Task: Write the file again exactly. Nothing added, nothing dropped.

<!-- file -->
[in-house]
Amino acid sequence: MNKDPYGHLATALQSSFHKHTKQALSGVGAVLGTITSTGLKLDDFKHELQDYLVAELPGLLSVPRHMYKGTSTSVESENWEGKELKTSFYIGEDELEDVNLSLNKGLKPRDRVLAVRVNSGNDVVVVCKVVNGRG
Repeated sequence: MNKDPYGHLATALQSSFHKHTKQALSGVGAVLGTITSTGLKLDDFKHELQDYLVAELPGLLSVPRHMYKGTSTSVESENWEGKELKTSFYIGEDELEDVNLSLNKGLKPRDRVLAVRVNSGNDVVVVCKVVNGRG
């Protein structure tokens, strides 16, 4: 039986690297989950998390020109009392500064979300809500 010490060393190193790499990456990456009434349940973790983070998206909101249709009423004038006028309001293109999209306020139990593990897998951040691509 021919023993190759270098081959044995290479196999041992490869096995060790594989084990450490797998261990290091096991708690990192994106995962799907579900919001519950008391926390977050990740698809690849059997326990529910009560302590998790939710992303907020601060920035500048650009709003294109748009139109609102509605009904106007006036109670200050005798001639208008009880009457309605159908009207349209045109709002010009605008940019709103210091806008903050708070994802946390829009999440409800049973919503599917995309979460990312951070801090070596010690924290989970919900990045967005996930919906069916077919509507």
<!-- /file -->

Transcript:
[in-house]
Amino acid sequence: MNKDPYGHLATALQSSFHKHTKQALSGVGAVLGTITSTGLKLDDFKHELQDYLVAELPGLLSVPRHMYKGTSTSVESENWEGKELKTSFYIGEDELEDVNLSLNKGLKPRDRVLAVRVNSGNDVVVVCKVVNGRG
Repeated sequence: MNKDPYGHLATALQSSFHKHTKQALSGVGAVLGTITSTGLKLDDFKHELQDYLVAELPGLLSVPRHMYKGTSTSVESENWEGKELKTSFYIGEDELEDVNLSLNKGLKPRDRVLAVRVNSGNDVVVVCKVVNGRG
């Protein structure tokens, strides 16, 4: 039986690297989950998390020109009392500064979300809500 010490060393190193790499990456990456009434349940973790983070998206909101249709009423004038006028309001293109999209306020139990593990897998951040691509 021919023993190759270098081959044995290479196999041992490869096995060790594989084990450490797998261990290091096991708690990192994106995962799907579900919001519950008391926390977050990740698809690849059997326990529910009560302590998790939710992303907020601060920035500048650009709003294109748009139109609102509605009904106007006036109670200050005798001639208008009880009457309605159908009207349209045109709002010009605008940019709103210091806008903050708070994802946390829009999440409800049973919503599917995309979460990312951070801090070596010690924290989970919900990045967005996930919906069916077919509507």